4 Signal Flow Mistakes To Avoid

In today's in-the-box digital music DAW, it's easy to make mistakes with signal flow. Here are four ways to get your signal flow in order and improve your recording, mixing and production process too.  

Joe is a musician, engineer, and producer in NYC. Over the years, as a small studio operator and freelance engineer, he's made recordings of all types from music & album production to v/o & post. He's also taught all aspects of recording and music technology at several NY audio schools, and has been writing articles for Recording magaz... Read More


Great article. I was committing the cardinal sin of inserting the effect on the bus and sending to that. 100% schooled now though
"The Aux’s Input is fed from a Bus (any unused Bus will do)."... This confuses me a little, maybe someone can help me to understand it better... So is the Aux not 'fed' from the individual tracks with aux sends set up? Idk so i don't understand what is meant by an 'unused bus'?... Great article! Cheers folks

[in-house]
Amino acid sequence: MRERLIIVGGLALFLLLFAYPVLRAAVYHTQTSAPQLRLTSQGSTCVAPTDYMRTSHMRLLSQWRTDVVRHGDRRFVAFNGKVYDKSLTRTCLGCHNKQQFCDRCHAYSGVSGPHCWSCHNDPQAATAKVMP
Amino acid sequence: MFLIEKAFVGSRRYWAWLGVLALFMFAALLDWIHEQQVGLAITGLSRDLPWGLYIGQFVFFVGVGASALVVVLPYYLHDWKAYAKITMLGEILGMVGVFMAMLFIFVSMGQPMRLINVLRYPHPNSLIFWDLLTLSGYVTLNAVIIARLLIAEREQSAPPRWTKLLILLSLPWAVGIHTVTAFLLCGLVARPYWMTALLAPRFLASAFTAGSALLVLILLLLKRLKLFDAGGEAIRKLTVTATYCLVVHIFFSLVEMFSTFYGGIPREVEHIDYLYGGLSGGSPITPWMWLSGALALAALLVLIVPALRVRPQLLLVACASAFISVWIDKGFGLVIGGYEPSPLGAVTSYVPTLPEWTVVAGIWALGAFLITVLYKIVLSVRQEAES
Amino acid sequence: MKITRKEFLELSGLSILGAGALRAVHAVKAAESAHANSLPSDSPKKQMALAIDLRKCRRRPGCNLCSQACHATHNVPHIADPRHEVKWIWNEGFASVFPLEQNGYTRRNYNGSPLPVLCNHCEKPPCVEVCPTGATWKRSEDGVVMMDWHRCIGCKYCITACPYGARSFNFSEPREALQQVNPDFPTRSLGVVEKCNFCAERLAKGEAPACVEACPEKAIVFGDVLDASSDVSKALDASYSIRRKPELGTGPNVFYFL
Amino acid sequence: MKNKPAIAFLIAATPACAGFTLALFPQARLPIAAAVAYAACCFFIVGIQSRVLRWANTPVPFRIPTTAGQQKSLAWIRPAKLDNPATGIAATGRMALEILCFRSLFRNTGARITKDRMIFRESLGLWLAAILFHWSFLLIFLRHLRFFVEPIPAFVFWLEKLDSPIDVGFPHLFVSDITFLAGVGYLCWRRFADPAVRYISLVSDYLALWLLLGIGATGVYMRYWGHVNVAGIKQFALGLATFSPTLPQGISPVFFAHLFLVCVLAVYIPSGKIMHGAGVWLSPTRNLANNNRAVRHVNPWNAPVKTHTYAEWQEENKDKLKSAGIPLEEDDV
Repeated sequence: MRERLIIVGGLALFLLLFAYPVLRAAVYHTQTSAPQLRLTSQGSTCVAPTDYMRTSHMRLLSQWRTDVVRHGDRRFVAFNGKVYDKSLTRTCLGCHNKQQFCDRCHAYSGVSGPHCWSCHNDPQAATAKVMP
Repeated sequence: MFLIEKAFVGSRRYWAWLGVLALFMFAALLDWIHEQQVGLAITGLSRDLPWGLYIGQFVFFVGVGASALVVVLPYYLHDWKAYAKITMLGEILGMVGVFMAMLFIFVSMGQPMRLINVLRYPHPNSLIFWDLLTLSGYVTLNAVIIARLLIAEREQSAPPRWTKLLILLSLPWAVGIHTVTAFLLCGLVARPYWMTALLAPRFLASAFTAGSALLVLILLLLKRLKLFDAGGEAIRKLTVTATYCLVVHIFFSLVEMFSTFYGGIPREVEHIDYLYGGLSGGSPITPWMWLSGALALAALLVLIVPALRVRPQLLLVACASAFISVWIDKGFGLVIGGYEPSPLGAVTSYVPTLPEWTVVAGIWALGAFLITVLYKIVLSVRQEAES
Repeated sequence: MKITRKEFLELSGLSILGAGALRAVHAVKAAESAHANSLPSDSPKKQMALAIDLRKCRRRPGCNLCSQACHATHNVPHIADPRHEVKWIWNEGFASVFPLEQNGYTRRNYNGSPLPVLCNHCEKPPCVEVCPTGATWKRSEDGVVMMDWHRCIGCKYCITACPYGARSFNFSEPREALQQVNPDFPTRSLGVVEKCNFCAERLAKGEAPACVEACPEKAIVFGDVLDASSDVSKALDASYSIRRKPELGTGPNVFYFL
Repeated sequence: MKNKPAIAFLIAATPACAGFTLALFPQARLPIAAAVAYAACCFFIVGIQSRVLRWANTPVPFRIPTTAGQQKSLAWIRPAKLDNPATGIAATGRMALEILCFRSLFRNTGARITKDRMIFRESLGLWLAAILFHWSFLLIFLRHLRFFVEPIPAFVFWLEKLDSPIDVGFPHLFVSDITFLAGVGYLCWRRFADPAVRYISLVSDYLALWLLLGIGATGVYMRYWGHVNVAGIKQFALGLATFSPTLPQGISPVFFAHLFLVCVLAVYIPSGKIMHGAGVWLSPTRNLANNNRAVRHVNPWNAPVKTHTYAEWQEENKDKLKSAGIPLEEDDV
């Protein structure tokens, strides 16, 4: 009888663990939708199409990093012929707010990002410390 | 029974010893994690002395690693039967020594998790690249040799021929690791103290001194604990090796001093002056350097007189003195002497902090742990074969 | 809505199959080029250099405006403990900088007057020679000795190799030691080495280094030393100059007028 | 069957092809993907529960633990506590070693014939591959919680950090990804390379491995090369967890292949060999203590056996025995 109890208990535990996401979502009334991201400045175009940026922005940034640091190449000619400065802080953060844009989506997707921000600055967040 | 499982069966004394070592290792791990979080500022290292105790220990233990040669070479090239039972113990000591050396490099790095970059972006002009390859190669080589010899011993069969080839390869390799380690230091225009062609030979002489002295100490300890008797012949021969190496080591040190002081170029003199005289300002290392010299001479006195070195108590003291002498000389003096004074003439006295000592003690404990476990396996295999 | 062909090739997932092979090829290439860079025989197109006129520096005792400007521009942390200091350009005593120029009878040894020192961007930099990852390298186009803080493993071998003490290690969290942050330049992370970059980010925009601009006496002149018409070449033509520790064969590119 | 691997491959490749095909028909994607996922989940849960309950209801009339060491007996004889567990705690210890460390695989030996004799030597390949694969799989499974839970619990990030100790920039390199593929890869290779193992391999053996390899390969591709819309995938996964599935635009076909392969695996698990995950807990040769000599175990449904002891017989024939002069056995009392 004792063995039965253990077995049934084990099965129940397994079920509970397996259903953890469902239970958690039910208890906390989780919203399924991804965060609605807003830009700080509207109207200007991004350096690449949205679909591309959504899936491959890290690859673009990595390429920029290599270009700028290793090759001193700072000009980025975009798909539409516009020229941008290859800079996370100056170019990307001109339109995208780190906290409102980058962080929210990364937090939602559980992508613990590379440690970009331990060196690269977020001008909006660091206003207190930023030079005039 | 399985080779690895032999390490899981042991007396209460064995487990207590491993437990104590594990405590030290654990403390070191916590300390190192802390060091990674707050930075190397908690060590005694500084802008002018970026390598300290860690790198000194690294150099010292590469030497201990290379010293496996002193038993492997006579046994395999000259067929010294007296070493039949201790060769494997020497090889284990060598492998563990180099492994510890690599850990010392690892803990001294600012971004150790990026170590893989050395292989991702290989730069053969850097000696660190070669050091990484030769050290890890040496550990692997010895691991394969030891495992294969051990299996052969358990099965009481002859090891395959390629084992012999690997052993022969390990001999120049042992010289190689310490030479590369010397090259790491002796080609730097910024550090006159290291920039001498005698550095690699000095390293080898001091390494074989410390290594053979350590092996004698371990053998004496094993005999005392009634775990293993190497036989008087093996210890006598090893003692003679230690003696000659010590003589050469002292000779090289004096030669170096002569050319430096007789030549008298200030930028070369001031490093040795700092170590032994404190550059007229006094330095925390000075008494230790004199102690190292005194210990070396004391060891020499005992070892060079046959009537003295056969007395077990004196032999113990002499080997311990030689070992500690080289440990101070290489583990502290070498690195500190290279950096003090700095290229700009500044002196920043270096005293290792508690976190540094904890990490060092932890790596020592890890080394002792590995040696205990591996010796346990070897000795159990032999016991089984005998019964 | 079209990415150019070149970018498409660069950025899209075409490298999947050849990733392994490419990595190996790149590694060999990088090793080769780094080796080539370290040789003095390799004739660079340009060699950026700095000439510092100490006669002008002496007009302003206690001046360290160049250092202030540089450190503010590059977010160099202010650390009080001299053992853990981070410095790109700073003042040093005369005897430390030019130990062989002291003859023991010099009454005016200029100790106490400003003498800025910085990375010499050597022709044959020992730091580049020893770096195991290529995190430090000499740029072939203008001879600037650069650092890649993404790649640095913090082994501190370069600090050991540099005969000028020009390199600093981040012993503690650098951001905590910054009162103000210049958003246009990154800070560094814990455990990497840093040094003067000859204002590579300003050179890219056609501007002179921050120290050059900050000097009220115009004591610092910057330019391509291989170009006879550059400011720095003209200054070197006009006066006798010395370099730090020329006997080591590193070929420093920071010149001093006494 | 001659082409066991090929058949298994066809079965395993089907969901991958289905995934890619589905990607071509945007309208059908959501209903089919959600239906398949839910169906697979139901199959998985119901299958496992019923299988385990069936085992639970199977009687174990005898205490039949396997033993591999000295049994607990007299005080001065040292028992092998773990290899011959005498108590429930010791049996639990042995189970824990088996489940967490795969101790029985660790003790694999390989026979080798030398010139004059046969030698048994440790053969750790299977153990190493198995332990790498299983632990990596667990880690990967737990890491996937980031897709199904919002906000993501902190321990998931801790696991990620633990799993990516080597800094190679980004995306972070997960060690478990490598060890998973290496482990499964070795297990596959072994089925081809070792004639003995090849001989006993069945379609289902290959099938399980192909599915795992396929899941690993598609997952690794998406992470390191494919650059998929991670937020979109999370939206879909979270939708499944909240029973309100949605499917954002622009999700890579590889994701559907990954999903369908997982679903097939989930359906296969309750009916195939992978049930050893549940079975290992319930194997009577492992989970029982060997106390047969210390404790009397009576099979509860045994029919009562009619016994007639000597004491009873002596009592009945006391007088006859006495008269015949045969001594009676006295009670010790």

Joe A
Hi Jurado -

The Aux is indeed fed from the individual tracks—but through a bus. All the tracks you Send to (an effect in) an Aux are summed together into the chosen bus, which is the pathway between those Sends and the Aux/effect. There are many buses available (in a physical console these are actual internal (ribbon) cable connections), and if you have several effects in several Auxes, each one must be fed from its own bus, to insure separation.

For example, if you had Bus 1 feeding a Reverb (say, a Room), and you wanted to set up a second Reverb (say, a Plate), if you accidentally assigned the new Reverb 2 to the used Bus (1) that was already feeding Reverb 1, then all the tracks you meant to feed the Plate would also accidentally be fed to the Room as well. Assigning a different, unused Bus (2) to the new Plate Reverb would keep signals Sent to the Plate Reverb Bus (2) separate from signals Sent to the Room Reverb Bus (1).

Hope that helps (it's easier to explain with visuals)..


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